During complex deliberations, decision-makers ‘satisfice’, that is, decision-makers optimize to achieve satisfactory, rather than objectively, optimal outcomes^{22}. We used an established model to determine the satisficing thresholds (Methods)^{23}. For both animals, the estimated satisficing thresholds correlated positively with behavioral performances (Fig. 2e; rho = 0.528 and rho = 0.351; *P* < 10^{−33} and *P* < 10^{−14} for monkeys G and B, respectively, Spearman’s correlation). Critically, we applied the model independently to the behavior collected on stimulus sets 1 and 2 for both animals. The satisficing thresholds estimated from stimulus set 1 predicted the satisficing thresholds estimated from stimulus set 2 (rho = 0.358 and rho = 0.138; *P* < 10^{−35} and *P* < 0.007 for monkeys G and B, respectively, Spearman’s correlation). Thus, satisficing behaviors were modulated by the mathematical properties of the instances, rather than the sensory properties of the cues. We used the Houtman–Maks (HM) index to evaluate the fit of the satisficing model (Methods and Extended Data Fig. 4). When the computational complexity was greater, the satisficing model produced a better fit to the behavior data (Fig. 2f; *P* < 10^{−33} and *P* < 10^{−3} for monkeys G and B, respectively). Together, these results demonstrated that animals optimized to achieve satisfactory outcomes and suggest that their tendency to satisfice was dependent on the computational difficulty of the task.

### Efficient algorithms match behavioral solutions and predict deliberation times

Different submitted solutions to the same instance might indicate that different reasoning strategies, or algorithms, are used to solve the same problem (Fig. 3a). We used a two-step procedure to classify the behavioral solutions as most likely to be generated by low-complexity algorithms that operate on items one at a time (*k* = 0 or *t* ≤ 1), or by high- complexity algorithms that examine combinations (*k* > 0 or *t* > 1) (Extended Data Fig. 5a; Methods). The procedure was strict—solutions derived by random sampling rarely met our criteria for classification and the vast majority remained ‘unclassified’ (Fig. 3b). This two-step procedure classified 91.5% and 86.3% of trials in monkeys G and B, respectively, as generated by low- or high-complexity algorithms (Fig. 3c,d). In fact, more than 40% of behavioral solutions exactly matched one of the algorithmic solutions, although the chance of randomly sampled solutions exactly matching any of the algorithmic solutions was less than 2.5%. Moreover, the matched algorithms were consistent between instances in using stimulus sets 1 and 2 (Fig. 3c,d). On an instance-by-instance basis, the algorithmic parameters that matched the behavior on stimulus set 1 were highly correlated with the parameters that matched the behavior on stimulus set 2 (Fig. 3e; rho = 0.51 and rho = 0.63; *P* = 10^{−31} and *P* = 10^{−52} for monkeys G and B, respectively, Spearman’s correlation), and the first encounter of each instance in stimulus sets 1 and 2 was matched far more often than predicted by chance (Fig. 3f). These results demonstrate that the animals’ strategies for optimizing rewards were neither random nor dependent on specific sensory features of the cues. Rather, the solutions reflected intentional application of reasoning strategies that approximated algorithms specifically designed to manage complex optimization problems.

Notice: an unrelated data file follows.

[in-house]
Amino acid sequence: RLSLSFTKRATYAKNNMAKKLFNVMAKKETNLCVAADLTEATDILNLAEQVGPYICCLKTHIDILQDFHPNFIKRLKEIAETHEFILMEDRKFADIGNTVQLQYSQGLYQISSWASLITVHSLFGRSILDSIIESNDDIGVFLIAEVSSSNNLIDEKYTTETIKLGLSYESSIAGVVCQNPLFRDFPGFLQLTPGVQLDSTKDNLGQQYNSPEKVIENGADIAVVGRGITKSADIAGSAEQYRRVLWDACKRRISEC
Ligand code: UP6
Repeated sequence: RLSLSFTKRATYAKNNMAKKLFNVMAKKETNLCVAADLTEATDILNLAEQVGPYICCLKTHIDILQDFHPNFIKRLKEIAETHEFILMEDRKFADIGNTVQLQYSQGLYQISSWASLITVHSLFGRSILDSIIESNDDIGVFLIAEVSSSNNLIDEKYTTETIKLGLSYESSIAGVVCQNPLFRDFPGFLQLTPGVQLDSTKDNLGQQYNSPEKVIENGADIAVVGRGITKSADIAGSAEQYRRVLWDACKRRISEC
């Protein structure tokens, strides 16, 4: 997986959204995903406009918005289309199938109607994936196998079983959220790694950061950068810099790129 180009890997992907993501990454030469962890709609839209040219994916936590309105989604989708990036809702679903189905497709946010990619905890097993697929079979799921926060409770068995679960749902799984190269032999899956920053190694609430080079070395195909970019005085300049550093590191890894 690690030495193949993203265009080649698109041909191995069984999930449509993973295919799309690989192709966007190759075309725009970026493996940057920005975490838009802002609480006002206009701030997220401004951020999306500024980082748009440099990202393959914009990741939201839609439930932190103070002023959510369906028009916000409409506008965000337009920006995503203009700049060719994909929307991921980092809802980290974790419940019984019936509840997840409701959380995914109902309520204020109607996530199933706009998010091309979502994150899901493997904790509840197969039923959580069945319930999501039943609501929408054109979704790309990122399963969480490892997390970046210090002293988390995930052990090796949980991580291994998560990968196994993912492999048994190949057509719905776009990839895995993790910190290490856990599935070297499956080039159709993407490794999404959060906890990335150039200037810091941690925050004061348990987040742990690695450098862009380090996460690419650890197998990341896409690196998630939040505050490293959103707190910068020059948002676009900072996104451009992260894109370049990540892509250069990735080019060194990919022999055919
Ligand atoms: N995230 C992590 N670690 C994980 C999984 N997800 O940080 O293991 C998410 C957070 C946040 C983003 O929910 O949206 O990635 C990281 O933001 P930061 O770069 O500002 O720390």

A crucial difference between algorithms is the number and order of operations required to determine the selections. Before the first selection, low-complexity algorithms only need to identify the most valuable items, whereas high-complexity algorithms need more operations to identify the most valuable combinations. On the other hand, before the second selection, the low-complexity algorithm needs to identify the next most valuable item that fits in the knapsack, whereas the high-complexity algorithm has already identified the second selection as part of the initial combination. Accordingly, solutions classified as low complexity should be accompanied by shorter RTs during the deliberation phase and longer RTs during the selection interval, compared to the RTs in the deliberation phase and selection intervals, respectively, on trials classified as high complexity (Fig. 4a). This is indeed what we observed. The animals spent significantly more time during deliberation (Fig. 4b; *P* < 10^{−29} and *P* < 10^{−5} for monkeys G and B, respectively, signed-rank test, and Supplementary Videos 2 and 3), and less time between the subsequent selections (Fig. 4c; *P* < 10^{−25} and *P* < 10^{−12} for monkeys G and B, respectively, signed-rank test), on trials that generated high-complexity, compared to low-complexity, solutions. Because this comparison was limited to trials of the same instances, the deliberation time differences cannot be explained by external factors, such as instance properties, but rather highlight complexity differences between the internal reasoning processes. Furthermore, when we divided high-complexity solution trials according to the estimated size of the combinatorial search space (Methods), the deliberation times associated with limited searches were significantly shortened, compared to trials where all items were taken into consideration (Fig. 4d; *P* < 10^{−6} and *P* = 0.01 for monkeys G and B, respectively, linear regression). Together, these results provide strong corroboration for the classification of solutions and demonstrate that deliberation times reflected the complexity of the underlying mental process.